- Reducing or eliminating process: “For the duration of the emergency, each of you is authorized to make purchases up to $50K without approval.”
- Reassigning responsibilities: “I need you to drop everything else and devote all your attention to this issue until we have a final resolution.”
Turning down the heat might look like:
- Adding process: “I think we need to get a group together to study this, and then it should go to the Faculty Senate and staff council for input.”
- Asking for more information: “I’d like to see a report on how our peers handle this.”
Don’t use any of these tactics arbitrarily. Use them to get the best outcome. The end product should be neither burned nor undercooked. Don’t miss the opportunity to debrief after adjusting the flame. Over time, team members will become better calibrated, and more issues will arrive at the right temperature.
Ask the question; call BS. Someone on your team will lie to you nearly every day. OK, that’s putting it way too strongly. I’m not talking about malicious deception or outright prevarication. My experience suggests, however, that:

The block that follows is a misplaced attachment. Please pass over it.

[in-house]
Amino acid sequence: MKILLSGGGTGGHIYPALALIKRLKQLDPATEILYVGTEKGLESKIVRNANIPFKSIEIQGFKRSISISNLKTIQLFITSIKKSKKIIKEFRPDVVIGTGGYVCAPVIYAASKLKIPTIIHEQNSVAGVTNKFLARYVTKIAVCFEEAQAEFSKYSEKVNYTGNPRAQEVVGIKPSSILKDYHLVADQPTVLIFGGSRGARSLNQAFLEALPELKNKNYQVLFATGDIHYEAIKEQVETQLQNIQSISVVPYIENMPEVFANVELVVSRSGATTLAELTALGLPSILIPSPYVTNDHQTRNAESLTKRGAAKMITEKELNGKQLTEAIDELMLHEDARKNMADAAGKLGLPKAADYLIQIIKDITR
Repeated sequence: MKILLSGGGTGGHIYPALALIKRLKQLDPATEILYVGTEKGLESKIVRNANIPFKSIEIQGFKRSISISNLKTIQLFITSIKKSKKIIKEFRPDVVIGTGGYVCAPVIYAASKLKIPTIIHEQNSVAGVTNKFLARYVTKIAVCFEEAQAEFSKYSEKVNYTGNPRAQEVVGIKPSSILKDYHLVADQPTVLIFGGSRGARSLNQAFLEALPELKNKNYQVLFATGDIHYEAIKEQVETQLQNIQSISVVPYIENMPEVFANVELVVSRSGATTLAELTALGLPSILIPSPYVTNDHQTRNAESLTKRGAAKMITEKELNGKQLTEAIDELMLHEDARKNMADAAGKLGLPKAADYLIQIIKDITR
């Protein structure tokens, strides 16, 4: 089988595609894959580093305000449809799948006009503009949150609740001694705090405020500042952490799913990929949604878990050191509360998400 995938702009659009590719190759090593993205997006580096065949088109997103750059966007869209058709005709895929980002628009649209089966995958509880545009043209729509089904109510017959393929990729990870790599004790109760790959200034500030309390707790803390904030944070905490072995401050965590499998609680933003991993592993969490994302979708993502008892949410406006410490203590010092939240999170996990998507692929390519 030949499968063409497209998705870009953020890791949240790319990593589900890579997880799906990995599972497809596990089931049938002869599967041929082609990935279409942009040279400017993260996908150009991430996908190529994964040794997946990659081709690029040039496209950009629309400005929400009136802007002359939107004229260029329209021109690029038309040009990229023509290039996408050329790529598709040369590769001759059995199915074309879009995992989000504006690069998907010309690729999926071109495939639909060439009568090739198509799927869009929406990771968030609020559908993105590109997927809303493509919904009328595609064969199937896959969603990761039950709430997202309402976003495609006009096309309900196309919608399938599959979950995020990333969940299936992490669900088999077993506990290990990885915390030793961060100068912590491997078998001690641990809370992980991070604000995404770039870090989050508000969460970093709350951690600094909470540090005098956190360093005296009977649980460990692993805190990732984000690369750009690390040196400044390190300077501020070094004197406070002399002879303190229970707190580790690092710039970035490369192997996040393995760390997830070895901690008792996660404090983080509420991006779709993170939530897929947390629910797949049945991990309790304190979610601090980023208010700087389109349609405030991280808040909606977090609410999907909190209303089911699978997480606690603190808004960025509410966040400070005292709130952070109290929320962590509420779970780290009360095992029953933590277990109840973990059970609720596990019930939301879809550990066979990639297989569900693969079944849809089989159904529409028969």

- Your team members have their own agendas. As such, they will shape the message they bring you to fit their agendas.
- No one on your team has as broad a perspective as you do, so they sometimes leave out crucial information.
- Some of your team members have expertise in areas in which you are barely a novice. Expertise is a good thing, but it also creates the kind of blind spots that lead people to say, “That’s the industry standard way of doing things,” and not fairly consider alternatives.
- Sometimes, team members will tell you things that aren’t true because they just don’t understand something.